What Does Opening Line Mean In Sports Betting and Wagering?
We’ve all been in a situation before where we tried to buy something but the price just wasn’t right. There are always two options when facing this issue and they are walking away and finding a lower price somewhere else, or trying to negotiate a bit on the price if possible. In a negotiation, the first person who says a number generally loses. The opening number is always the starting point and you can almost always determine whether or not it will go lower or higher based on what that initial number is. It is no different in sports betting, even if you can’t negotiate on the opening number. Sportsbooks set opening lines as feelers for how the betting public is going to react and then adjust accordingly.
What Does Opening Line Mean?
When you hear someone mention the term “opening line” they are referring to the very first set of odds or lines that is listed for a particular game or event. The opening line is essentially the first chance for the betting public to see what the linemakers think of a game.
When Do Opening Lines Come Out?
The availability of opening lines differs from sport to sport. For sports that are less popular to bet on and take place on a daily schedule, the opening lines typically don’t come out until the morning of the game or event itself.
For football, the opening line is vital in how a bettor goes about handicapping the card. Typically, the opening line for college football and the NFL comes out on Sunday evening for the following week. This is important to know since you can follow the line movement throughout the week in order to get an idea of who the big money is coming in on.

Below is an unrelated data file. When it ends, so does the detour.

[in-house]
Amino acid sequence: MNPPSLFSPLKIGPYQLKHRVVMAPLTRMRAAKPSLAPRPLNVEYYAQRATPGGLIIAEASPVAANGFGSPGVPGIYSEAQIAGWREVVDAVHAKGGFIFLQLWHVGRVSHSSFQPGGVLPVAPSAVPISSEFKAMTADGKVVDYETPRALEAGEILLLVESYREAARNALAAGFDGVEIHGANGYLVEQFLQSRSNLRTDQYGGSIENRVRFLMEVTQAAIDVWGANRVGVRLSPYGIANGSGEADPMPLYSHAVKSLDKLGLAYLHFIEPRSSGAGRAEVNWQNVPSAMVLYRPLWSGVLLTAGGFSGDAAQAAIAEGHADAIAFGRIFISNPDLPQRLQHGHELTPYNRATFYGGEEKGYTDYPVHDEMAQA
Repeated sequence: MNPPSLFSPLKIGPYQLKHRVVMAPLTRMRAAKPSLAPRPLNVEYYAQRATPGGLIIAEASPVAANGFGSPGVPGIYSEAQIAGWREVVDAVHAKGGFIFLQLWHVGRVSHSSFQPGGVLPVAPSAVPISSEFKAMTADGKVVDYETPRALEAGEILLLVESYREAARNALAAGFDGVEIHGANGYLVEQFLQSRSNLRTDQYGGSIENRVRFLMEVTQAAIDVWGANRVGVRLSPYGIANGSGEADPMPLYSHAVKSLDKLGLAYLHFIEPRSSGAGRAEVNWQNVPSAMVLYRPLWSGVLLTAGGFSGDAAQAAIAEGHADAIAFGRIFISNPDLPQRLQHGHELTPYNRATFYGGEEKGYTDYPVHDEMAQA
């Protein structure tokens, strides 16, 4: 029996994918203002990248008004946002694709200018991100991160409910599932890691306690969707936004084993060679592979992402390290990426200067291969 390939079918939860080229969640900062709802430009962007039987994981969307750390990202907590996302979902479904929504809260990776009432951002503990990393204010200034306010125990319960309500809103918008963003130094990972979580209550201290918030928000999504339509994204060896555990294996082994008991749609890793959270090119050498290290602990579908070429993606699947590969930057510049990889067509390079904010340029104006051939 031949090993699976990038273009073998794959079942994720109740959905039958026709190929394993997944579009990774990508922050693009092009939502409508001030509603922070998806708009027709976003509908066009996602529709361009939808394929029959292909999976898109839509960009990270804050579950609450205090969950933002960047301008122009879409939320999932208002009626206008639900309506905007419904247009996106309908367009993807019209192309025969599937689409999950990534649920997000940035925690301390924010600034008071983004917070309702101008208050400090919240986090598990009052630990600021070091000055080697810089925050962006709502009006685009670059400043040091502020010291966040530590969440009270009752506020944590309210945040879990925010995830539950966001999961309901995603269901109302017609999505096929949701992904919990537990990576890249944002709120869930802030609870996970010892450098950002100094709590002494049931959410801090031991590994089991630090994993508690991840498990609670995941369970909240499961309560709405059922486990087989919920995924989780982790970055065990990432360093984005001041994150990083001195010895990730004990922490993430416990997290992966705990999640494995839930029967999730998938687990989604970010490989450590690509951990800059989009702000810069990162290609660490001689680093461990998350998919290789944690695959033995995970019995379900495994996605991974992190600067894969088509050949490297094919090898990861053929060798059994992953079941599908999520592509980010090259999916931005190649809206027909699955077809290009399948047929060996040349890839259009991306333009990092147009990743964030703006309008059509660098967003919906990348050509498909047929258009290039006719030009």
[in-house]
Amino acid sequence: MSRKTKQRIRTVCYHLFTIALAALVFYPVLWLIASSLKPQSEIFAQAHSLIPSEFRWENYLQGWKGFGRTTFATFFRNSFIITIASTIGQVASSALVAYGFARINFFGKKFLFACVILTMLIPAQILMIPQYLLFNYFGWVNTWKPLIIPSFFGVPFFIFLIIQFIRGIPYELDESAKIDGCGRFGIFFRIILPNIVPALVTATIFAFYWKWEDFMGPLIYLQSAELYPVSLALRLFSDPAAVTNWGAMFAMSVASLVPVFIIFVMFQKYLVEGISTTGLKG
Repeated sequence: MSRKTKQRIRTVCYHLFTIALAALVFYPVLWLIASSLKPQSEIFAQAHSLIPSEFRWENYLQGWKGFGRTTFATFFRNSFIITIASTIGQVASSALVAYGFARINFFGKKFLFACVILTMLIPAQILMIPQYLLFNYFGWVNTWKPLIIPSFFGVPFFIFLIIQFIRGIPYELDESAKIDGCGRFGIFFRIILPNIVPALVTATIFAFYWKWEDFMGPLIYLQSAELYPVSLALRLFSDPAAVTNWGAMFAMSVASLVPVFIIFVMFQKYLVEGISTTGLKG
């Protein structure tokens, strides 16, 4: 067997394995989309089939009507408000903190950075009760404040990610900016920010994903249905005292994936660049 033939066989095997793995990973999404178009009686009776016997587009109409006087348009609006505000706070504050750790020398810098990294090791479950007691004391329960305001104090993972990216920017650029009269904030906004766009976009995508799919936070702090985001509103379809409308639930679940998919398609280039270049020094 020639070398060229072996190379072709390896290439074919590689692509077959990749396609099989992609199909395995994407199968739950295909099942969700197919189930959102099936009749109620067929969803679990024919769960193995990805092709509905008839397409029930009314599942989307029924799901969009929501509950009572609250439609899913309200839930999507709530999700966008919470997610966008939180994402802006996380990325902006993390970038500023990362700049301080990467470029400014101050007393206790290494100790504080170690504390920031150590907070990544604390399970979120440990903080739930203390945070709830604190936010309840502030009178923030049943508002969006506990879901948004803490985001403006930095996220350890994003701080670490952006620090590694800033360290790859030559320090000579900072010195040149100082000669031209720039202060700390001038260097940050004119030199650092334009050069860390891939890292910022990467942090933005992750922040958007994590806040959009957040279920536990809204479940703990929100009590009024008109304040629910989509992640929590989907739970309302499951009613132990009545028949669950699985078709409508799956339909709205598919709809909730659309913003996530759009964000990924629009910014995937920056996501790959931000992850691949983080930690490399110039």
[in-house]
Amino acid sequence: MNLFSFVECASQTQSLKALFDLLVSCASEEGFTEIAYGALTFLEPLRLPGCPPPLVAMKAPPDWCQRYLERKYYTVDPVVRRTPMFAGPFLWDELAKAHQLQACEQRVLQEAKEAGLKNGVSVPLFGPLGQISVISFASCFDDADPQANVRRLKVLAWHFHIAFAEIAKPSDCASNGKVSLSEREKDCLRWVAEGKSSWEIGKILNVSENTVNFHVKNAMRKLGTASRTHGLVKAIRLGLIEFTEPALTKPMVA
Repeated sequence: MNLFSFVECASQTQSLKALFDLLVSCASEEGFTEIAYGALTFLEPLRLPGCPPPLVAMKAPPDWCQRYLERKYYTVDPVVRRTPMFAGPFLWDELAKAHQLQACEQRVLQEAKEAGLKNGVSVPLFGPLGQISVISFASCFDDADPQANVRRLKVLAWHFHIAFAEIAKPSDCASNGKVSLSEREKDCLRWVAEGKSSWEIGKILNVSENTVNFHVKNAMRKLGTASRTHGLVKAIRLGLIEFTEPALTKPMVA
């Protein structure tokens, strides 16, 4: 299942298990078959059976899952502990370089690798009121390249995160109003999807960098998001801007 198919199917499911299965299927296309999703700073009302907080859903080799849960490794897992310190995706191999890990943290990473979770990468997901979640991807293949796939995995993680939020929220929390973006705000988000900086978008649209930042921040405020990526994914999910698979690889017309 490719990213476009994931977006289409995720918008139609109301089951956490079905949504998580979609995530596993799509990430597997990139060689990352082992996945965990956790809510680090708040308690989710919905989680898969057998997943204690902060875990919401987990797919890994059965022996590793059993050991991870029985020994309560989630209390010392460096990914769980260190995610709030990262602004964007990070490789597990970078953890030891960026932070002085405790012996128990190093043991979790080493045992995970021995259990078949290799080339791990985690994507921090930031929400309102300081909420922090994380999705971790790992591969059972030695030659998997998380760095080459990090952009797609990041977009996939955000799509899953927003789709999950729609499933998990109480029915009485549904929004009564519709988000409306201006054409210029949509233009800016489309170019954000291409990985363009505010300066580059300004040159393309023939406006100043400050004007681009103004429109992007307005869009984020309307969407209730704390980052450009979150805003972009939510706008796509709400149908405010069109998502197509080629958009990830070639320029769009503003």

How to Handle the Opening Line?
Opening lines are the very first chance bettors get to place a wager on a particular game. Sharp bettors are usually the quickest to jump on these lines as they feel that “opening lines” represent the sportsbooks honest view of how the game may play out. The general betting public typically pay no attention to these lines, as they would prefer to wait until just before kick off to place their bets in case there is any absurd incidents that might affect the game. Ninety-nine percent of the time, the general public gets left betting into a terrible line – sometimes one or two points off the original line.
Opening Lines versus Closing Lines
The important think to know here is that when you look at opening lines, you are unlikely to see that number when you look at the closing line for a particular game. Linemakers change lines based on the action they receive once the opening lines have been set and made available for betting. The line movement is dictated by the amount of action one side of a bet sees compared to the other. Sportsbooks’ main goal is to create equal action on both sides of the line thus ensuring a profit. If the opening line is quickly changed or moves more than one or two points, this gives you a clear sense of how bettors are betting on that game.
Should You Bet the Opening Line?
There is no right or wrong answers to this question, but the general consensus around the opening line is that it is the truest representation of what a linemaker thinks of the game. Unfortunately for bettors, the opening line is very rarely available for too long before it is moved in reaction to the action against it. From experience, betting the opening line could prove profitable if you are well prepared and have an idea of what it could be. I wouldn’t just bet the opening line without doing my due diligence to find out if the game has any significant advantages to exploit. I’d much rather be better prepared and take on a skewed line instead of rushing into betting the first number I see.
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